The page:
Sam Pizzigati at the Our Future blog foresees "A Nation Where Only The Rich Have Homes." Dystopia has landed in the Bay Area, where millionaires rant about homeless folks parked in RVs along the waterfront and GoFundMe campaigns have actually emerged to fund lawsuits fighting affordable housing. Why, it's like these folks have never heard of irony! If we taxed the rich a lot harder than we do, we wouldn't have any of these problems -- not homelessness, which is almost entirely a post-Kemp/Roth phenomenon in America, and not whining about homeless people getting a "better view" of the beach.
Barbara G. Ellis at TruthOut reports that well over half of rural voters also want Medicare-for-All health insurance -- and reminds us that rural folk "have horrifying mishaps the urban/suburban public are unlikely ever to experience," plus "the problem of long-distance travel to reach a medical facility." She also gives some good advice about how to talk to rural voters about Medicare-for-All -- or, to be more precise, how to listen to rural voters' health care stories. Strange that a "liberal" media that seems to love horror stories about health care doesn't typically run stories about folks getting mangled by tractors or crushed by jacks. Maybe they can't hear such stories because they have all that money in their ears.
Ho hum, YouTube doesn't abide by its own rules regarding harassment, mainly because of money from advertising. Using algorithms instead of human beings to "demonetize" websites that deserve it is undoubtedly part of the problem, though that doesn't fully explain why the history teacher making instructional videos about the fall of the Third Reich always seems to get shafted while the guy actually spouting racist rubbish gets off -- but who, exactly, would want to advertise with right-wing trolls who do little other than call their opponents foul names? It can't be all about the eyeballs, since anyone can get attention by merely being an asshole. Thus a Drop Fox-style campaign against YouTube seems long overdue.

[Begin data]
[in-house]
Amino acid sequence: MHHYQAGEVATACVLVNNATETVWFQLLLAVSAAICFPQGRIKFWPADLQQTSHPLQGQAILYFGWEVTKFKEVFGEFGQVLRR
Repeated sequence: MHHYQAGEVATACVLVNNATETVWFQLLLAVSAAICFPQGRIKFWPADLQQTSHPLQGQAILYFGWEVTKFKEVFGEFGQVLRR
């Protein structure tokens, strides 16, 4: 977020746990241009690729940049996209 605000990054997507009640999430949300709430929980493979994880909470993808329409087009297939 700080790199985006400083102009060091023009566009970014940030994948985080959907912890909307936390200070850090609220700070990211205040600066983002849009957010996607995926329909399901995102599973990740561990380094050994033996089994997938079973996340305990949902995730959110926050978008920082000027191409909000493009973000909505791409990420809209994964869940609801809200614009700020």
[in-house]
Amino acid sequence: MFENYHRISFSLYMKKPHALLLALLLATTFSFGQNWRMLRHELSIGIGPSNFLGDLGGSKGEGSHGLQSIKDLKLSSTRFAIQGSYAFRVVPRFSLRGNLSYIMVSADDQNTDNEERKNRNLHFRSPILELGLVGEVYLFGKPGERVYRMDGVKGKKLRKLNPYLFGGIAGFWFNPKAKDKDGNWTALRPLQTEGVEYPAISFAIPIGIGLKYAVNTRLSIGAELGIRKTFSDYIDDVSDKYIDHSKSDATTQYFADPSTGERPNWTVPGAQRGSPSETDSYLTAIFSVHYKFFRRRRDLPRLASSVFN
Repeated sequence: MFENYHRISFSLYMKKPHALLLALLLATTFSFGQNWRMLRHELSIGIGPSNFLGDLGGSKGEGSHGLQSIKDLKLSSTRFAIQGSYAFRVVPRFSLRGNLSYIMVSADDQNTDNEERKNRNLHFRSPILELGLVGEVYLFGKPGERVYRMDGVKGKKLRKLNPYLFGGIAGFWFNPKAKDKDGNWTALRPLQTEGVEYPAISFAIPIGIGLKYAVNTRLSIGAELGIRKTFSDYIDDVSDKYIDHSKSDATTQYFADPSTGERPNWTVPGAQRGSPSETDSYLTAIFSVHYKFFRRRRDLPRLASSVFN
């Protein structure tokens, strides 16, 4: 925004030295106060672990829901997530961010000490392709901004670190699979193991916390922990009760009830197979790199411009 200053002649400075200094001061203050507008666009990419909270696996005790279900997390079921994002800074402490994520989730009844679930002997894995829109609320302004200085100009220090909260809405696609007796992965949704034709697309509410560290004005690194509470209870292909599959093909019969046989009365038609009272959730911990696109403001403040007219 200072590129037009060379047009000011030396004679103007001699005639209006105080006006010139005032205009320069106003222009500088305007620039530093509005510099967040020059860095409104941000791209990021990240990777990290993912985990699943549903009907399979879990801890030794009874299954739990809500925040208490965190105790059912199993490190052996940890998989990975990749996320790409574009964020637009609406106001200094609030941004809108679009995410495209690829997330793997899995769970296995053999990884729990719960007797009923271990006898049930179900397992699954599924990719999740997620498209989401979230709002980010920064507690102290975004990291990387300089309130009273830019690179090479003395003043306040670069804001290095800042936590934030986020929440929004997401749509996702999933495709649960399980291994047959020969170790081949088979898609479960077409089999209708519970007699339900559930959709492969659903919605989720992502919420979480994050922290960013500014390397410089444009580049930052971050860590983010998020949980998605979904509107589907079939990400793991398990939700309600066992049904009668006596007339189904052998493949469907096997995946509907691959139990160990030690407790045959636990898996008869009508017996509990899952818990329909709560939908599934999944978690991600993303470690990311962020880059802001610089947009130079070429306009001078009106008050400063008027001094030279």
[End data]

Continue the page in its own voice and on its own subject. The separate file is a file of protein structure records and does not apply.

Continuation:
Annoyed by all the drama our President has been fomenting about whatever agreement he has or doesn't have with Mexico over tariffs and immigration? Dean Baker comes to the rescue, as usual, by explaining how tariffs work. Long story short: consumers don't necessarily bear all the burden of tariffs, and tariffs can be an effective negotiating ploy, but in the hands of this President, tariffs will almost certainly become just another tool with which he enriches himself and his cronies. Also, too, assessing tariffs against Mexico makes no economic sense when you've been negotiating a trade deal with Mexico! Sadly, as I've said, it does make political sense.
I'm not sure this report about Transportation Secretary Elaine Chao greasing the skids for projects in the home state of her husband, Kentucky Senator Mitch McConnell will have the negative effect against Mr. McConnell's 2020 re-election effort that I'd like it to have. I mean, yes, it is textbook corruption, but will Kentucky voters feel that way about it, particularly after Mr. McConnell shows ads touting his role in "the revitalization of Owensboro"? Statistics showing Kentucky ranking only 25th in Department of Transportation money since the beginning of 2017 aren't convincing, of course, once you see that email from February of 2017 regarding "Ky-specific issue(s)." And by "Ky," they didn't mean the jelly.
Finally, China's "Great Firewall" of internet censorship now blocks both the Washington Post and The Guardian in addition to most other major English-language papers of record. Most news reports speculate that China is doing all this censoring because it doesn't want its citizens to read about the 30th anniversary of the Tianenmen Square massacre, in which the Chinese government literally ran over protestors with tanks; I guess that could explain the timing, but with tyrants you still have to wonder. It couldn't also be that the Post and the Guardian have been highly-critical of our President, could it? I mean, tyrants do seem to attract each other.